Working with software, especially new software, has become a lot more challenging because documentation has gone electronic. Well actually thatd only part of the reason. The other problem is that companies are delivering less of the documentations stack than ever before.
Whats the documentation stack ? It is 3 manuals.
For new or significantly upgraded software at the top of the stack is a Getting Started manual of 10-50 pages which explains how to install the software and get started doing basic operations including step by step examples of the program in use. The Getting Started manual may also have a overview map or flow chart of the system, a glossary of terms, and 1-2 page where-to-go-next guide -> sort of like a FAQ on Help and/or How Do I ? For upgraded software, the Getting Started includes a Whats New and incorporates some of the new salient features in the step-by-step examples.
The second part of the documentation stack is a Reference Manual which descibes all the features, commands, and APIs enabled in the program. The reference manual is organized in alphabetical order with complete delineation of command/API syntax and options. A summary of the purpose of the command/function/API and as many examples of the code as is required to apply Pareto coverage – 60 to 80% of all practical usage will fall in these key examples. If there is a macro language, special resources, .INI (customizable start-up state info), or deployment mode of operations; those features are described in separate sections again in alpabetical order with Pareto coveraged examples. Reference Manuals can be as short as 10-20 pages but stretch into the hundreds depending on the program.
The third part of the documentation stack is a Users Guide which picks up from where the Getting Started Guide left off. the Users Guide explains the design principles used in create the program and how its creators envisioned it being used. It provides detailed examples including trade-offs, alternatives paths, gotchas and beware warnings. The Users Guide is critical be cause it explains and helps users get the most out of a program.
Whats Right About Current Documentation
Electronic documentation has improved quite dramatically with help systems. For example, in the graphics arena there are literally hundreds of command and menu operations for Adobe Photoshop, Corel Draw, ElectricRain Swift3D or Jasc PaintShop Pro. Lots to learn and remember how to use. So all the graphics vendors use wizards or coaching dialogs to get users through some of the tough functions/features. As well many vendors now make it easy to attach or park a hints bar or learning center as a permanent pane on the desktop.
These coaches or hints bars can be very effective for novice users. For example, as users change tools, so does the contents of the learning center/hints bar. Click on a hint and a step by step explanation of how to do an opeartions is available. Pro users can easily collapse/close the hints bar.
Some vendors like Adobe and Corel have a DoIt! option – click on the button and one of the steps is automatically done for you – sometimes including mouse clicks and other actions. So after seeing the program do it, novice users are more likely to pick up the sequence next time. As well, now error messages are embedded with hyperlinks to the help system or the hintbar – explaining the possible cuases of the error/exception more fully. Oor showing users where to find out how exactly to complete a particular operation.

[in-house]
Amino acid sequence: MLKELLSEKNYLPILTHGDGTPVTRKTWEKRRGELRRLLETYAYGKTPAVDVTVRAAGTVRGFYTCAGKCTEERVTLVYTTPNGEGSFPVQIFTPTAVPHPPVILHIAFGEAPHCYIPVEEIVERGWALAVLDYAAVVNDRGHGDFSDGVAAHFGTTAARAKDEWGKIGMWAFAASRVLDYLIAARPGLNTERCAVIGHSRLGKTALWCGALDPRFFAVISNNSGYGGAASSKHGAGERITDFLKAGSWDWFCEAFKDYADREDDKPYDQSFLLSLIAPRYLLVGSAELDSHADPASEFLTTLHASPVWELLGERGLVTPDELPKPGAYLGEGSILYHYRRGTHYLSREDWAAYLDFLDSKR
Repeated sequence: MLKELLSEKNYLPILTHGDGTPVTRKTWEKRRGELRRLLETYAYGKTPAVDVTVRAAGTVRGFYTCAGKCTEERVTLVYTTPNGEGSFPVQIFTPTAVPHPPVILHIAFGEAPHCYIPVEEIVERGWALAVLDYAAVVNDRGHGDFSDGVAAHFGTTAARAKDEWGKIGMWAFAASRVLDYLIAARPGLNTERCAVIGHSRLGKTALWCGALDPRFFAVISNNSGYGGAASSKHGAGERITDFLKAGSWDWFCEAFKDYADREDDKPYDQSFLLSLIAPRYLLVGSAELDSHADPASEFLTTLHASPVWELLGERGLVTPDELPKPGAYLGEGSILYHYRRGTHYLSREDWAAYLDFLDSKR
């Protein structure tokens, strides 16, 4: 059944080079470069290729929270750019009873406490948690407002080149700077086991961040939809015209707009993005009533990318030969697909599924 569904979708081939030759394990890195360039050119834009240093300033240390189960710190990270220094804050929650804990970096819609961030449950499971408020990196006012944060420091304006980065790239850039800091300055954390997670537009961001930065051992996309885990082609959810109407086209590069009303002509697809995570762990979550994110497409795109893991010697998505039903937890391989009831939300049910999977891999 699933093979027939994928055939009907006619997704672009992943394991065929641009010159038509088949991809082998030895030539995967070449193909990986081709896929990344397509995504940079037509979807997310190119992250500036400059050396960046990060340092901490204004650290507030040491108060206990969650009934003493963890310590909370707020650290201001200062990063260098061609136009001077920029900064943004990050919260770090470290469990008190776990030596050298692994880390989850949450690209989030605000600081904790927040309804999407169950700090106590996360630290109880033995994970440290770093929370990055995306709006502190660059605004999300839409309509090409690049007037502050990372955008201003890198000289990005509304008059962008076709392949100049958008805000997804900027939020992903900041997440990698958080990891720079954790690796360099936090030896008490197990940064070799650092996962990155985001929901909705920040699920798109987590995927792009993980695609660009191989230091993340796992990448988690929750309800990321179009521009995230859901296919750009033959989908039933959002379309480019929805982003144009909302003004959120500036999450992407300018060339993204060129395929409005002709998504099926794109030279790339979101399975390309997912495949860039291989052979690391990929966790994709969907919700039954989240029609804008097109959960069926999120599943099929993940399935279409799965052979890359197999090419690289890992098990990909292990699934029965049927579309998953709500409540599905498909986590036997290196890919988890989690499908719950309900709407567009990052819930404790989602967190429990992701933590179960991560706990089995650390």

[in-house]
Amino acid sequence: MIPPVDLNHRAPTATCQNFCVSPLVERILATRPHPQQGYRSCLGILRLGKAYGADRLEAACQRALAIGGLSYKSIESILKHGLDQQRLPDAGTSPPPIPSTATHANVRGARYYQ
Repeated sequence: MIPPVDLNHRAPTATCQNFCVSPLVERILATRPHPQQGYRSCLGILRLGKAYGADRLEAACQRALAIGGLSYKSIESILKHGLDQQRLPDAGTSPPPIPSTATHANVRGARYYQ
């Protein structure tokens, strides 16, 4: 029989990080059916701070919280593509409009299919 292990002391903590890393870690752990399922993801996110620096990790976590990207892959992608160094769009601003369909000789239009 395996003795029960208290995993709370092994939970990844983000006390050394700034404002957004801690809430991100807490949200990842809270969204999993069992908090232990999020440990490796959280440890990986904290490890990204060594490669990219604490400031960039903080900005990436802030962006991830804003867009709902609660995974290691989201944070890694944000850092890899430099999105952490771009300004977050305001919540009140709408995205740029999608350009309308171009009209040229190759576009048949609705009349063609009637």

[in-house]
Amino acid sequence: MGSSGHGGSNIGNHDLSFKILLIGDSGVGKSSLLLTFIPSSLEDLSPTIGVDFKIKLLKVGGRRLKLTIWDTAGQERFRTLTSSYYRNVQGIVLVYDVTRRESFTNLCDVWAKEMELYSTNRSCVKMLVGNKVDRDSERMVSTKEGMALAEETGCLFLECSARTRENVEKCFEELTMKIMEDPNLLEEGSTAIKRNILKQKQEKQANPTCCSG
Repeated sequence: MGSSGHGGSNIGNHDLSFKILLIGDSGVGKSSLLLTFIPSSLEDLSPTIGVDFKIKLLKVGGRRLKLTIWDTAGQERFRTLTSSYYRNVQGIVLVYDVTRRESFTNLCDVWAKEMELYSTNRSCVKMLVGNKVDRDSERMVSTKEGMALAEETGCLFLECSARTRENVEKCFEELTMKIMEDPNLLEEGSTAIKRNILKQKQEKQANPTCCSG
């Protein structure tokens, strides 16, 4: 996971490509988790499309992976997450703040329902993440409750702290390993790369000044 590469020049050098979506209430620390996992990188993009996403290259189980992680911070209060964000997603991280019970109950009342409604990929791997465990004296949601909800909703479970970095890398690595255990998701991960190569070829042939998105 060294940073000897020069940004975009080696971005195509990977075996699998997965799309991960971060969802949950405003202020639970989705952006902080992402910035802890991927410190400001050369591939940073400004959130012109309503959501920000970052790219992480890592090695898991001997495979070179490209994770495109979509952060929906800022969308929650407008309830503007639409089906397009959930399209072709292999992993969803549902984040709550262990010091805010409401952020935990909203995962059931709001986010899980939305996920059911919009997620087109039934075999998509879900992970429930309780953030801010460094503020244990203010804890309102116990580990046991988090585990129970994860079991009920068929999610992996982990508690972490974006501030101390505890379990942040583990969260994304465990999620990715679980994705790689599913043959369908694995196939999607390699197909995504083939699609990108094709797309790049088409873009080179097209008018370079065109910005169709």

Finally, more companies are including how-to demo animations and videos using software like Macromedia RoboDemo or Qarbon Viewlet Builder. Camtasia Studio takes this one step further and records videos (no missed steps or jerky mouse movements) of operations. Instead of tell me – these are direct “show me” electronic help aids. But as active help has gotten better, the baseline back up documentation has gotten worse.
Whats Wrong with Current Documentation
First, much of it has become electronic only. This is okay for a Reference Manual, where having hyperlinks to related commands, the ability to cut paste example code, add dynamic bookmarks, and search for terms and related concepts adds value for the lost convenience of being able to read anytime, anywhere and without any power requirements other than a bit of concentarion and focus.
But electronic Users Guides or Getting Started Manuals are too much. I dont want to have to take a portable to the John or on the RedRocket in order to catch up on some new methods in Flash. Oh wait, Macromedia Flash 2004 does not have a Users Guide. It has a an electronic Starting Mishmash Manual of sorts, and a printed ActionsScript 2 Reference Manual for $50US extra. All the rest of the documentation is scattered through for sale Macromedia Press books or somewhere on the Macomedia Developer Centre.
Ditto for Suns Java Studio Creator. The three separate manuals have been merged into one printed book, Java Studio Creator Field Guide which is neither fish but rather a foul ball way off the line. Ditto Infopath 2003 which has electronic documentation of some help – but then you have to go up to the Microsoft site or wait for the first two Sybex and/or Wrox books to cover the product to get the real, complete written documentation.
Ditto for Oracle 10g. Or one too many programs …
Users are now waiting 2-8 months after a program is delivered to get a complete set of documentation – and often that is out of date, subject to errors, and lacking in cogent examples. And frequently that documentation is being produced by third party writers not necessarily from the original ISV vendor. As the immediate problem solving electronic Help systems have gotten better, the initial learning and big picture written documentation has gotten scarcer, is less complete and costs extra.
Hmmmmm … when did I ask for this tradeoff ?